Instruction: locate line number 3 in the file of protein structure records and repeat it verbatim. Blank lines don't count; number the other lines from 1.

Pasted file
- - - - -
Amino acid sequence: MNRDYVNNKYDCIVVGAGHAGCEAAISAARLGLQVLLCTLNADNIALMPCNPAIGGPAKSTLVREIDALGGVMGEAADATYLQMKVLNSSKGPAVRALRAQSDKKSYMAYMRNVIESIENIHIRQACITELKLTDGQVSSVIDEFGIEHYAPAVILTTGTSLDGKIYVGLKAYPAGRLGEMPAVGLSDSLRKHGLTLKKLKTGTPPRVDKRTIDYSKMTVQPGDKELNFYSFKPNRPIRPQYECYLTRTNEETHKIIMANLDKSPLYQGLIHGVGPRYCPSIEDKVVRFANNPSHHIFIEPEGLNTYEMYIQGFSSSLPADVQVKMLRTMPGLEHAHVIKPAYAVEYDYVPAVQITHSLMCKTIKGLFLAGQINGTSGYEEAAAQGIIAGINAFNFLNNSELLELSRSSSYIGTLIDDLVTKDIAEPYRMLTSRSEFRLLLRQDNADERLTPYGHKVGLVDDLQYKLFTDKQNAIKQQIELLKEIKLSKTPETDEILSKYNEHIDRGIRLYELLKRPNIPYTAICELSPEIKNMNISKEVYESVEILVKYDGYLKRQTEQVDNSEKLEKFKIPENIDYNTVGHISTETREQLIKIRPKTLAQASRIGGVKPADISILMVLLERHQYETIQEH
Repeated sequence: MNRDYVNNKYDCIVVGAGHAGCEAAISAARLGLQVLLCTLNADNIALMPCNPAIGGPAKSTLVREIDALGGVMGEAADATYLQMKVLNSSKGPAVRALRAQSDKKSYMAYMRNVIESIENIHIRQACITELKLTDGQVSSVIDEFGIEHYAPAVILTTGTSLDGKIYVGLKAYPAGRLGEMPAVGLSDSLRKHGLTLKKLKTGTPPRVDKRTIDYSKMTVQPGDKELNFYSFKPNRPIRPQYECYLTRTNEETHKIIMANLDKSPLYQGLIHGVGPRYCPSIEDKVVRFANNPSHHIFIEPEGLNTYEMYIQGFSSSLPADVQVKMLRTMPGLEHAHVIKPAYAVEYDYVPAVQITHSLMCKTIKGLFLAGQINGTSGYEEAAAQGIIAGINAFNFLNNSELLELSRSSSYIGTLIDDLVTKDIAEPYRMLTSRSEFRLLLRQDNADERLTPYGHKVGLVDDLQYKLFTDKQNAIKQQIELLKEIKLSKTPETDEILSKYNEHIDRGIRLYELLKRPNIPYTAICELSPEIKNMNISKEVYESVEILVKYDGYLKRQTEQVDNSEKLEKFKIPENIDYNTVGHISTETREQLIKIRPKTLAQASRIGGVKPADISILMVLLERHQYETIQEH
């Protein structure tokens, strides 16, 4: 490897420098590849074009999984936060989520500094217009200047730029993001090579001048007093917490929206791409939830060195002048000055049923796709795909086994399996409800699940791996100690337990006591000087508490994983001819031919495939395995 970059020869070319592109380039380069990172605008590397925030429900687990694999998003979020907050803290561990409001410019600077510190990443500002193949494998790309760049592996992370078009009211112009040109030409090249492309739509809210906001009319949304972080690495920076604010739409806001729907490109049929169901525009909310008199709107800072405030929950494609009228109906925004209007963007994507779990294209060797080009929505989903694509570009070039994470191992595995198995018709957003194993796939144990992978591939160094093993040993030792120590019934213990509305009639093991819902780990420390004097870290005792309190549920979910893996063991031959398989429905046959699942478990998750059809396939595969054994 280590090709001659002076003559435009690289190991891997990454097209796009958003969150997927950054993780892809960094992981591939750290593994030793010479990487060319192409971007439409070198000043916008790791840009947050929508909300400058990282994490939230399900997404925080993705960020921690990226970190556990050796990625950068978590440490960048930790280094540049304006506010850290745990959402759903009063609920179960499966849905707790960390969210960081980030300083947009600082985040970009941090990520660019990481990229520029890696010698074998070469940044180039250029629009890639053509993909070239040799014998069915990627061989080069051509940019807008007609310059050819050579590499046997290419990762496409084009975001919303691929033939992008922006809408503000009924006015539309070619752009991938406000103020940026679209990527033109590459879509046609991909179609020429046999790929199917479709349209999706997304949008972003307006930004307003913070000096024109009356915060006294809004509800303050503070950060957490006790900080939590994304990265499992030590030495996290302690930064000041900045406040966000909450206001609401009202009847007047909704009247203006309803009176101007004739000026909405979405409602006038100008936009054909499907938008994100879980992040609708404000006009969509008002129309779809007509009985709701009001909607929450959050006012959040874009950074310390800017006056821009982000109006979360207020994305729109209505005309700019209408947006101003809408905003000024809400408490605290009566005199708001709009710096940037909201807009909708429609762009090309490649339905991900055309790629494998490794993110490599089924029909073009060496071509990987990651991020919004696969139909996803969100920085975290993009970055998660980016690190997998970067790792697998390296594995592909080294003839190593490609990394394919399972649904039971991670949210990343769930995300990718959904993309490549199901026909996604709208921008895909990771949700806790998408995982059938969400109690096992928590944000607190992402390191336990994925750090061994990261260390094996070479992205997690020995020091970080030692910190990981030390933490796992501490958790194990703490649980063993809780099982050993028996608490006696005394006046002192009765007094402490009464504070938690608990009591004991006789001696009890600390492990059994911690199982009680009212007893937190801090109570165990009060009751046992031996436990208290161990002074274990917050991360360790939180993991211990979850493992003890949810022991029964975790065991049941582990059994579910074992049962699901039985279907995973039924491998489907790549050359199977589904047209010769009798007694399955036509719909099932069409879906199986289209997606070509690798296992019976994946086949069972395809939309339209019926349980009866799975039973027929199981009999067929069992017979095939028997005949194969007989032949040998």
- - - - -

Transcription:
């Protein structure tokens, strides 16, 4: 490897420098590849074009999984936060989520500094217009200047730029993001090579001048007093917490929206791409939830060195002048000055049923796709795909086994399996409800699940791996100690337990006591000087508490994983001819031919495939395995 970059020869070319592109380039380069990172605008590397925030429900687990694999998003979020907050803290561990409001410019600077510190990443500002193949494998790309760049592996992370078009009211112009040109030409090249492309739509809210906001009319949304972080690495920076604010739409806001729907490109049929169901525009909310008199709107800072405030929950494609009228109906925004209007963007994507779990294209060797080009929505989903694509570009070039994470191992595995198995018709957003194993796939144990992978591939160094093993040993030792120590019934213990509305009639093991819902780990420390004097870290005792309190549920979910893996063991031959398989429905046959699942478990998750059809396939595969054994 280590090709001659002076003559435009690289190991891997990454097209796009958003969150997927950054993780892809960094992981591939750290593994030793010479990487060319192409971007439409070198000043916008790791840009947050929508909300400058990282994490939230399900997404925080993705960020921690990226970190556990050796990625950068978590440490960048930790280094540049304006506010850290745990959402759903009063609920179960499966849905707790960390969210960081980030300083947009600082985040970009941090990520660019990481990229520029890696010698074998070469940044180039250029629009890639053509993909070239040799014998069915990627061989080069051509940019807008007609310059050819050579590499046997290419990762496409084009975001919303691929033939992008922006809408503000009924006015539309070619752009991938406000103020940026679209990527033109590459879509046609991909179609020429046999790929199917479709349209999706997304949008972003307006930004307003913070000096024109009356915060006294809004509800303050503070950060957490006790900080939590994304990265499992030590030495996290302690930064000041900045406040966000909450206001609401009202009847007047909704009247203006309803009176101007004739000026909405979405409602006038100008936009054909499907938008994100879980992040609708404000006009969509008002129309779809007509009985709701009001909607929450959050006012959040874009950074310390800017006056821009982000109006979360207020994305729109209505005309700019209408947006101003809408905003000024809400408490605290009566005199708001709009710096940037909201807009909708429609762009090309490649339905991900055309790629494998490794993110490599089924029909073009060496071509990987990651991020919004696969139909996803969100920085975290993009970055998660980016690190997998970067790792697998390296594995592909080294003839190593490609990394394919399972649904039971991670949210990343769930995300990718959904993309490549199901026909996604709208921008895909990771949700806790998408995982059938969400109690096992928590944000607190992402390191336990994925750090061994990261260390094996070479992205997690020995020091970080030692910190990981030390933490796992501490958790194990703490649980063993809780099982050993028996608490006696005394006046002192009765007094402490009464504070938690608990009591004991006789001696009890600390492990059994911690199982009680009212007893937190801090109570165990009060009751046992031996436990208290161990002074274990917050991360360790939180993991211990979850493992003890949810022991029964975790065991049941582990059994579910074992049962699901039985279907995973039924491998489907790549050359199977589904047209010769009798007694399955036509719909099932069409879906199986289209997606070509690798296992019976994946086949069972395809939309339209019926349980009866799975039973027929199981009999067929069992017979095939028997005949194969007989032949040998």